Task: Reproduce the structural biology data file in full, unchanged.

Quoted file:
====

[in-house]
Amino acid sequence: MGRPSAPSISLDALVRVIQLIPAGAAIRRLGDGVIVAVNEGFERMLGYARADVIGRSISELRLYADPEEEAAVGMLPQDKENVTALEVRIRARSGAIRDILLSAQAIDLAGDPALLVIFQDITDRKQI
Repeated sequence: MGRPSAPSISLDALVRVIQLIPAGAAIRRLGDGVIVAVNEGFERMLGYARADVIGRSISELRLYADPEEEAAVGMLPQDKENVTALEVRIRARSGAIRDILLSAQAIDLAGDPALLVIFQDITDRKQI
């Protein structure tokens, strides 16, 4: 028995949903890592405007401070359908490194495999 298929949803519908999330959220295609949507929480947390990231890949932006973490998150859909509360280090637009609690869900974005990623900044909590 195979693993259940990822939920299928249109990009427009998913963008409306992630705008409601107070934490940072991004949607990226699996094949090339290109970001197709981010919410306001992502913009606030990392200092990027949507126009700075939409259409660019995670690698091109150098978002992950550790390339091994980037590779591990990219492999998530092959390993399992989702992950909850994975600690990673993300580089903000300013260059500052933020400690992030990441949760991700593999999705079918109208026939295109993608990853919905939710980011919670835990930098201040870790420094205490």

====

[in-house]
Amino acid sequence: MGRPSAPSISLDALVRVIQLIPAGAAIRRLGDGVIVAVNEGFERMLGYARADVIGRSISELRLYADPEEEAAVGMLPQDKENVTALEVRIRARSGAIRDILLSAQAIDLAGDPALLVIFQDITDRKQI
Repeated sequence: MGRPSAPSISLDALVRVIQLIPAGAAIRRLGDGVIVAVNEGFERMLGYARADVIGRSISELRLYADPEEEAAVGMLPQDKENVTALEVRIRARSGAIRDILLSAQAIDLAGDPALLVIFQDITDRKQI
């Protein structure tokens, strides 16, 4: 028995949903890592405007401070359908490194495999 298929949803519908999330959220295609949507929480947390990231890949932006973490998150859909509360280090637009609690869900974005990623900044909590 195979693993259940990822939920299928249109990009427009998913963008409306992630705008409601107070934490940072991004949607990226699996094949090339290109970001197709981010919410306001992502913009606030990392200092990027949507126009700075939409259409660019995670690698091109150098978002992950550790390339091994980037590779591990990219492999998530092959390993399992989702992950909850994975600690990673993300580089903000300013260059500052933020400690992030990441949760991700593999999705079918109208026939295109993608990853919905939710980011919670835990930098201040870790420094205490």